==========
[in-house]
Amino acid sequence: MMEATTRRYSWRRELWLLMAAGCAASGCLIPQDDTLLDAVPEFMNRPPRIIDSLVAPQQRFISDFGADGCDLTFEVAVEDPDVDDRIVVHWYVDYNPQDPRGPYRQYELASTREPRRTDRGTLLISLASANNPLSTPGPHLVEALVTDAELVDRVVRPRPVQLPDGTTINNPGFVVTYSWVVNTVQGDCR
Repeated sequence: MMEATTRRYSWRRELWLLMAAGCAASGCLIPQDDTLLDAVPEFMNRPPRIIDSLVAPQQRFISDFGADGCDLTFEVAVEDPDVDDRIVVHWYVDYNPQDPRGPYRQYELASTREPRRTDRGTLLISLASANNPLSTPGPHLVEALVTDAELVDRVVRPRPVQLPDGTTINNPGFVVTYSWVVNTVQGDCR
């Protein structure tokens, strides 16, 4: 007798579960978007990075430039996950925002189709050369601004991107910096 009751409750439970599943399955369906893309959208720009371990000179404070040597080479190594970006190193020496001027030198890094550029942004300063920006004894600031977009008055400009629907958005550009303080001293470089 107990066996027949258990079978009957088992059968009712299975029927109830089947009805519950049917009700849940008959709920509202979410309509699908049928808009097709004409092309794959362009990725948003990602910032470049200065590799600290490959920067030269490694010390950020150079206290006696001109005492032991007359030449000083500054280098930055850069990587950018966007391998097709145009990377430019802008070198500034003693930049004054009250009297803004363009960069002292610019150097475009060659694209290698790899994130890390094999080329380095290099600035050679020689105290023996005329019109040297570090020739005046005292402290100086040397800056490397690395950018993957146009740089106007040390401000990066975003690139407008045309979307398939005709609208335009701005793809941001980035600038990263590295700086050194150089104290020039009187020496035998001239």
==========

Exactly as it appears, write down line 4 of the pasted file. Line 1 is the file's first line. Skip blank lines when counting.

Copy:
């Protein structure tokens, strides 16, 4: 007798579960978007990075430039996950925002189709050369601004991107910096 009751409750439970599943399955369906893309959208720009371990000179404070040597080479190594970006190193020496001027030198890094550029942004300063920006004894600031977009008055400009629907958005550009303080001293470089 107990066996027949258990079978009957088992059968009712299975029927109830089947009805519950049917009700849940008959709920509202979410309509699908049928808009097709004409092309794959362009990725948003990602910032470049200065590799600290490959920067030269490694010390950020150079206290006696001109005492032991007359030449000083500054280098930055850069990587950018966007391998097709145009990377430019802008070198500034003693930049004054009250009297803004363009960069002292610019150097475009060659694209290698790899994130890390094999080329380095290099600035050679020689105290023996005329019109040297570090020739005046005292402290100086040397800056490397690395950018993957146009740089106007040390401000990066975003690139407008045309979307398939005709609208335009701005793809941001980035600038990263590295700086050194150089104290020039009187020496035998001239």